• 06.10.14

How Twitter Bots Fool You Into Thinking They Are Real People

When a group of researchers made a small army of Twitter bots, many of the fake accounts amassed relatively large followings and high Klout scores. Here’s how they’re fooling us.

How Twitter Bots Fool You Into Thinking They Are Real People
[Robot Hand: Holbox via Shutterstock]

Twitter hates its estimated 20 million automated users. The company has made acquisitions, filed lawsuits, and tweaked its product in the name of combatting spam. But bots still squeak by its filters, and it’s not just the filters they’re tricking. It’s us.


Several news outlets, including this one, reported that a computer program apparently convinced several humans that it was a 13-year-old boy–the first time a machine has passed the Turing Test. It turns out the test was probably a fake. But people are already being fooled by simple chatbots all the time on Twitter. In order to fake a real account and gain influence, the best bots interact with other Twitter users.

Researchers from the Federal University of Minas Gerais in Brazil and the Indian Institute of Engineering and Technology released a study last month in which they programmed 120 bots with simple strategies for acquiring followers in order to look at how robots manage to pull off this deception. After a month, only 31% of the fake accounts had been suspended by Twitter, and together they had received a total of 4,999 follows from 1,952 distinct users.

More than 20% of the bots acquired at least 100 followers within a month–which is higher than the follow number for about 50% of all Twitter users. When the study’s authors submitted the paper to a social media conference, they noted that some of the bots had higher Klout scores than the members of the review committee.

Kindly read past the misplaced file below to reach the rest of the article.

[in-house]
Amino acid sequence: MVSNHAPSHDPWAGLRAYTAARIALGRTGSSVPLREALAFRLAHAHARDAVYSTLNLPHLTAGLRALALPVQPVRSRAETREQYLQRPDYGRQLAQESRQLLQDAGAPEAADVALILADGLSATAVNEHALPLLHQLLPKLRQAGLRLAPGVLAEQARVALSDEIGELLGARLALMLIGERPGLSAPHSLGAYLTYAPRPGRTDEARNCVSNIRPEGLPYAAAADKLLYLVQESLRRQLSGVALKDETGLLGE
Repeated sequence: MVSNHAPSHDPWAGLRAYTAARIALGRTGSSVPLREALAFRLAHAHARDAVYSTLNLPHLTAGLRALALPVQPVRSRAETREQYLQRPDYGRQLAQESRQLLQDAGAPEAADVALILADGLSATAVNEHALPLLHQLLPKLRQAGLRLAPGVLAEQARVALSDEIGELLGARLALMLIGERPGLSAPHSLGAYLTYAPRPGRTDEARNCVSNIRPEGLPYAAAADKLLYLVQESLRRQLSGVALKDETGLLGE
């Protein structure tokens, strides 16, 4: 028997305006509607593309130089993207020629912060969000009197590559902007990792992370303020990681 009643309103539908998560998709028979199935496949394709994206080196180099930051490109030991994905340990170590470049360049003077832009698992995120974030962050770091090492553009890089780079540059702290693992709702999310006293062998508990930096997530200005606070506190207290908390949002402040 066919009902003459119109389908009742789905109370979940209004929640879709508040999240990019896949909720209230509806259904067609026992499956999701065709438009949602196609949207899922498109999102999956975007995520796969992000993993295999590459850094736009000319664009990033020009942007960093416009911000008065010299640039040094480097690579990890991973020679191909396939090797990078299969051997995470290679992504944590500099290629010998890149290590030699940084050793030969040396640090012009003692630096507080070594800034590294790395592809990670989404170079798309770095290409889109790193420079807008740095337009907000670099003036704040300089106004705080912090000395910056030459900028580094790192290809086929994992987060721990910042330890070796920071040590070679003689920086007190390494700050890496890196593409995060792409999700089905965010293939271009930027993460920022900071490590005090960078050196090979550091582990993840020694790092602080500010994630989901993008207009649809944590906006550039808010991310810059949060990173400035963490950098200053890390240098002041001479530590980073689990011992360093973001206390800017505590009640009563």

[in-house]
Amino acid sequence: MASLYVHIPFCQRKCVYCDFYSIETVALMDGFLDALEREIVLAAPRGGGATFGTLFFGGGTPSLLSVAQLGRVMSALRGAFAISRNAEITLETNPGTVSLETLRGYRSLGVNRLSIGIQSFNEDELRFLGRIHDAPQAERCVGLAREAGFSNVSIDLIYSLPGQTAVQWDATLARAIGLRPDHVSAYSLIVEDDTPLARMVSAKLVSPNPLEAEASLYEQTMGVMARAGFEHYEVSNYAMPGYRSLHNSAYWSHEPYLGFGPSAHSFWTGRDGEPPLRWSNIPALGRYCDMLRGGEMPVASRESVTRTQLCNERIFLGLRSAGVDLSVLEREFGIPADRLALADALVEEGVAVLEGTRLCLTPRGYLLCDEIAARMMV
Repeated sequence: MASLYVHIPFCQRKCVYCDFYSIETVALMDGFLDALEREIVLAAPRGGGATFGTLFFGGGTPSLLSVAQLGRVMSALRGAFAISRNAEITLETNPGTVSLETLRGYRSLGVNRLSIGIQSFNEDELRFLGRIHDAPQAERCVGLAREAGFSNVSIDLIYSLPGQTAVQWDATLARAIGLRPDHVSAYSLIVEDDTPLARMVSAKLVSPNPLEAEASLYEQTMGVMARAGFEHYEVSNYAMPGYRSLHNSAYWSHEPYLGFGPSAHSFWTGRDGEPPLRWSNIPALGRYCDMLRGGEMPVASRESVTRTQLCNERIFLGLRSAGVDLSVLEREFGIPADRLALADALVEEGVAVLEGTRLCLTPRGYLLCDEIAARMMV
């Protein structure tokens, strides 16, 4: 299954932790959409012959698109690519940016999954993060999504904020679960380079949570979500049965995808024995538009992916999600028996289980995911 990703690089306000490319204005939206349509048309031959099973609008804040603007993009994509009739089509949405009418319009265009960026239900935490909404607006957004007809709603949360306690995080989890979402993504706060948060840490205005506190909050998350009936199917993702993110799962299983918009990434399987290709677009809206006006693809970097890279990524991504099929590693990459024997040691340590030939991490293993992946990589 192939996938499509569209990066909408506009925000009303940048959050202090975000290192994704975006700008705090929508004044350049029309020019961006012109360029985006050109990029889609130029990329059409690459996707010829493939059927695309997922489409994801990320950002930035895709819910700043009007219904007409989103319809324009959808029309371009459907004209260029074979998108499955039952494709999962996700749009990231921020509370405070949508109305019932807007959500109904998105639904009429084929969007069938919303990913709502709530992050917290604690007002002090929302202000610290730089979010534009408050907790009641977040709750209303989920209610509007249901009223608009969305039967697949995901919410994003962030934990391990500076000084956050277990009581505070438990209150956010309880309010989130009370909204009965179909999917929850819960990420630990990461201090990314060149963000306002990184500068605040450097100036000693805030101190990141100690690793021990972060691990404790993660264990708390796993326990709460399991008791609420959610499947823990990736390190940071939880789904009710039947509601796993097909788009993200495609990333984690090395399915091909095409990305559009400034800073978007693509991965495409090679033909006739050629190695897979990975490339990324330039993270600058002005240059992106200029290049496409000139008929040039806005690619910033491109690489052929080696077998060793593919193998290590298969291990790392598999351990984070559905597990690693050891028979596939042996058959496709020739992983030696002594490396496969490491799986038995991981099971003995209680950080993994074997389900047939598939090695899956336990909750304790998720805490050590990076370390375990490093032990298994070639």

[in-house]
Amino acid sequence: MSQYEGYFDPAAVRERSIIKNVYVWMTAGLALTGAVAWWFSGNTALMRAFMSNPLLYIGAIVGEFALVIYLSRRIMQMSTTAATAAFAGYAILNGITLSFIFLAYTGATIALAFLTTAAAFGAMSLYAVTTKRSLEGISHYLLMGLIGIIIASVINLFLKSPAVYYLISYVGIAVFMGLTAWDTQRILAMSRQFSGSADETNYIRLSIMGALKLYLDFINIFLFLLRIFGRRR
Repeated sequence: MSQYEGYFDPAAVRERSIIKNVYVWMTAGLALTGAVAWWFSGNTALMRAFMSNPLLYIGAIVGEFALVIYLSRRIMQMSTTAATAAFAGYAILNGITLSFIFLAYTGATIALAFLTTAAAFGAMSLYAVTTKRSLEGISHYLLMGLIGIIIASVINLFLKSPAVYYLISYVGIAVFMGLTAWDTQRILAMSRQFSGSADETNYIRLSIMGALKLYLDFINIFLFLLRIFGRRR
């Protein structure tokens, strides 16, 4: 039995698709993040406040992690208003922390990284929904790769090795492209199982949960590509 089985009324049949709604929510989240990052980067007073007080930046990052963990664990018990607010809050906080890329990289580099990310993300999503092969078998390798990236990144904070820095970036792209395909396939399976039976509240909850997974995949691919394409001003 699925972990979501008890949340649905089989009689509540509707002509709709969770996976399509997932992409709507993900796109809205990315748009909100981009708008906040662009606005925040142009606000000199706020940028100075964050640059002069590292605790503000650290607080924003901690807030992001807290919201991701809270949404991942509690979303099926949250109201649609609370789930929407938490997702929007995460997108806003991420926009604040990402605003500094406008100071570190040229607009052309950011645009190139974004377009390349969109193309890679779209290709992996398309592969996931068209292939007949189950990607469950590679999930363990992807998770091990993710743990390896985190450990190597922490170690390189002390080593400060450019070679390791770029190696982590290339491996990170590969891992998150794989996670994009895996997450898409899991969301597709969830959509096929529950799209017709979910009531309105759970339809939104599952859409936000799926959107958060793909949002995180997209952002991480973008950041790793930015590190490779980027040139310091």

Here’s what made the most popular bots successful:


High activity level: The bots were programed to complete two consecutive activities: to either post a new tweet or retweet a tweet and to follow a random number of target users. Half of them did these activities once every hour (with the exception of between midnight and 9 a.m., when they “slept” to look more human). The other half did them once every two hours (minus sleeping hours). Unsurprisingly, the active bots were more popular (as measured by followers, Klout score, and message-based interactions with other users) than the less active bots.

Making stuff up: Half the bots were exclusively retweeters. They found content that matched a set of target terms and recycled it. The other half also retweeted content, but in addition, they generated their own tweets using algorithm that produced semi-believable sentiments like “Night y’all ???!” and “I don’t have an error in it :).” You would think that automated text would easily out the bots as non-humans, but the bots that wrote their own copy actually acquired marginally higher levels of popularity. “This is possibly because a large fraction of tweets in Twitter are written in an informal, grammatically incoherent style,” the authors suggest, “so that even simple statistical models can produce tweets with quality similar to those posted by humans.”

Targeting users along topic lines: One-third of the bots followed users randomly. Another third followed users who posted tweets related to software development. And the last third followed users who were connected among themselves. The group that followed people who were interested in software, but who didn’t necessarily interact with each other, became the most popular.

None of these bot strategies is particularly sophisticated. “This is something that an undergraduate could do,” says Fabricio Benevenuto, a professor of computer science at UFMG who worked on the paper.


Benevenuto says he thinks humans’ acceptance of bots result more from a culture of returning favors on Twitter than an evaluation of the robot accounts’ humanity. “The bot may, for instance, mention someone,” he says. “Then [the owner of that account] says, that’s nice, let me mention him.”

There may be a day when bots are all as sophisticated as the 13-year-old boy impersonator that passed the Turing test. The bots hijacking the site today, however, seem to be capable of pulling it off using something less complicated: real people who aren’t paying attention.

About the author

Sarah Kessler is a senior writer at Fast Company, where she writes about the on-demand/gig/sharing "economies" and the future of work.